S192 Seasonal and Regional Variability in North Pacific Upper-Ocean Turbulence

Sunday, 10 January 2016
Hall E ( New Orleans Ernest N. Morial Convention Center)
Ryan P. Creedon, The Pennsylvania State University, University Park, PA; and M. F. Cronin and R. G. Najjar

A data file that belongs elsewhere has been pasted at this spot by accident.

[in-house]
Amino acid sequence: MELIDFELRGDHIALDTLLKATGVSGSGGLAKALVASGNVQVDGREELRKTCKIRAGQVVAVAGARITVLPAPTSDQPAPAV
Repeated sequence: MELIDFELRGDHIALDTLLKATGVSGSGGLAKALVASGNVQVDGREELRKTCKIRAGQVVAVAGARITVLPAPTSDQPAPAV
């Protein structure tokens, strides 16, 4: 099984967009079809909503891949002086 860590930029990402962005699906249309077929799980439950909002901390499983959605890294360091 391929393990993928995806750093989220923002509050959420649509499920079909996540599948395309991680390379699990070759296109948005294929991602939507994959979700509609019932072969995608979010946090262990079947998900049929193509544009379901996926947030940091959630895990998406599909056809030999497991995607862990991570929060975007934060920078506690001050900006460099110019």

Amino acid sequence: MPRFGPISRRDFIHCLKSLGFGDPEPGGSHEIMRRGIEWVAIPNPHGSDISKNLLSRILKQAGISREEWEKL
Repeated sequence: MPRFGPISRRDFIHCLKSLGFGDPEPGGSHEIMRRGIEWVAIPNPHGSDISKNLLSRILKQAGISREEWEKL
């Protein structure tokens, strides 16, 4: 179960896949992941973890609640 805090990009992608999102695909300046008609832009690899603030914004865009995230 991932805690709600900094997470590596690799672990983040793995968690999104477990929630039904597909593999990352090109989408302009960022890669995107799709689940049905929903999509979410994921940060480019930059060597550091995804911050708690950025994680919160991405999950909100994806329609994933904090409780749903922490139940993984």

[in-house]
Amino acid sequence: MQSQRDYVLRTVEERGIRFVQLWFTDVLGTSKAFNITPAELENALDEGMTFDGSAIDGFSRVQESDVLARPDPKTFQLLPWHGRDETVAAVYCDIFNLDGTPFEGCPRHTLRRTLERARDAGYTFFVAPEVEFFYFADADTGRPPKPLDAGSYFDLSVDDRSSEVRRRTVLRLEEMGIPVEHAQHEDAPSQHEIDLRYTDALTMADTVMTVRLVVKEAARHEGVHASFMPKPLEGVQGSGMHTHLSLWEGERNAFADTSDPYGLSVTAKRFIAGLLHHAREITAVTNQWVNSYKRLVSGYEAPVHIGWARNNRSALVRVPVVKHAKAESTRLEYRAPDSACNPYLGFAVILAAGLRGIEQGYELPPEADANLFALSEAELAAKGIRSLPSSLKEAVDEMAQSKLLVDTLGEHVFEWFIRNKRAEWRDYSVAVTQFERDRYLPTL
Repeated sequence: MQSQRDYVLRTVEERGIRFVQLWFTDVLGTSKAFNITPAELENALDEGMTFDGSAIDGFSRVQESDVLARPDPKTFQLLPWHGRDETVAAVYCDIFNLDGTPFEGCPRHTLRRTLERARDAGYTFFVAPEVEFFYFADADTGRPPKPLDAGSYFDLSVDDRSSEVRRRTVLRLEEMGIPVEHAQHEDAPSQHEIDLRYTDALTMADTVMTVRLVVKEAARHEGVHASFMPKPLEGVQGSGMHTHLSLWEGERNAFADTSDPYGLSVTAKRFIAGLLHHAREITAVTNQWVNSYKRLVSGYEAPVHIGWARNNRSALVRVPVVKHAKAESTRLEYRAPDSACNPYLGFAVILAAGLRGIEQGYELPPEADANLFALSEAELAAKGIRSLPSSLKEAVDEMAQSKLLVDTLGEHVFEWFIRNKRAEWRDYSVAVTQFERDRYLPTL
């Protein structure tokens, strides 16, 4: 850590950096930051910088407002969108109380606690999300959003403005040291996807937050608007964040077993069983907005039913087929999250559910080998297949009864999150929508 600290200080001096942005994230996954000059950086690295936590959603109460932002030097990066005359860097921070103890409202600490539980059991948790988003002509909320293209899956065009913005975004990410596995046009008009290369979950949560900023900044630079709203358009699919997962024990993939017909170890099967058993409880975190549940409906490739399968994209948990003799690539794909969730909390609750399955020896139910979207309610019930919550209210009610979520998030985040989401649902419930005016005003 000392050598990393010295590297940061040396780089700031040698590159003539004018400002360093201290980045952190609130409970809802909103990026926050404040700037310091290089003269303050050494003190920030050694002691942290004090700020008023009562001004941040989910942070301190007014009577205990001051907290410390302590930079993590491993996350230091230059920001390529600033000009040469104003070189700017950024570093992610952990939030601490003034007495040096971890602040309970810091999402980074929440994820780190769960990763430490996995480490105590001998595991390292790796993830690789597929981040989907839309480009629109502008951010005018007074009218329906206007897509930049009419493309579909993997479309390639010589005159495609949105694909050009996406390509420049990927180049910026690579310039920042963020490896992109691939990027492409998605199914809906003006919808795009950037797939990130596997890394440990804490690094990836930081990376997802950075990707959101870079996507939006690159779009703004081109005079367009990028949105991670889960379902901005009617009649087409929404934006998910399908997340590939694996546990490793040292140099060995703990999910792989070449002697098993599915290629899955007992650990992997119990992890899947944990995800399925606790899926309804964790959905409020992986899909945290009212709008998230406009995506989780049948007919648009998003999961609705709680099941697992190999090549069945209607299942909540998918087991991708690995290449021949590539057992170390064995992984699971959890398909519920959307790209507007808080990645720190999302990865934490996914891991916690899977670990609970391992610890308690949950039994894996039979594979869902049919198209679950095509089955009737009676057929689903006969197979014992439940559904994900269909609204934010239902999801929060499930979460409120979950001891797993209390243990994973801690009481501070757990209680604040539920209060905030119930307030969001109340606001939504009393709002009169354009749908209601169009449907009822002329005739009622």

Turbulent diffusion at ocean mixed layer base (MLB) plays a fundamental role in the transport of energy between the upper and abyssal ocean. Recent investigations of North Pacific mooring data at Ocean Climate Stations (OCS) Papa (50.1N,144.9W) and KEO (32.3N,144.6E) suggest seasonal and regional variability in thermal diffusivity (κT). In this investigation, it is hypothesized that these observed differences in κT are directly associated with synoptic variability in net surface heat flux (Q0), surface wind stress (τ), mixed layer depth (h), and density stratification at MLB (∂zσ|-h). To test this hypothesis, daily-averaged time series of κT are regressed against those of Q0, τ, h, and ∂zσ|-h at both Papa and KEO over a six year time period (2007-2013). Seasonality of each time series is removed before regression to capture synoptic variability of each variable. Preliminary results of the regression analysis suggest statistically significant correlations between κT and all forcing parameters at both mooring sites. Corresponding regression coefficients have well-determined orders of magnitude and signs consistent with the hypothesis. As a result, differences in κT between Papa and KEO may be recast in terms of differences in their regression coefficients. In order to continue investigation of these parameters and their effects on mean seasonal differences between the two regions, these results are compared with turbulence predicted by the K-Profile Parameterization ocean turbulence model.
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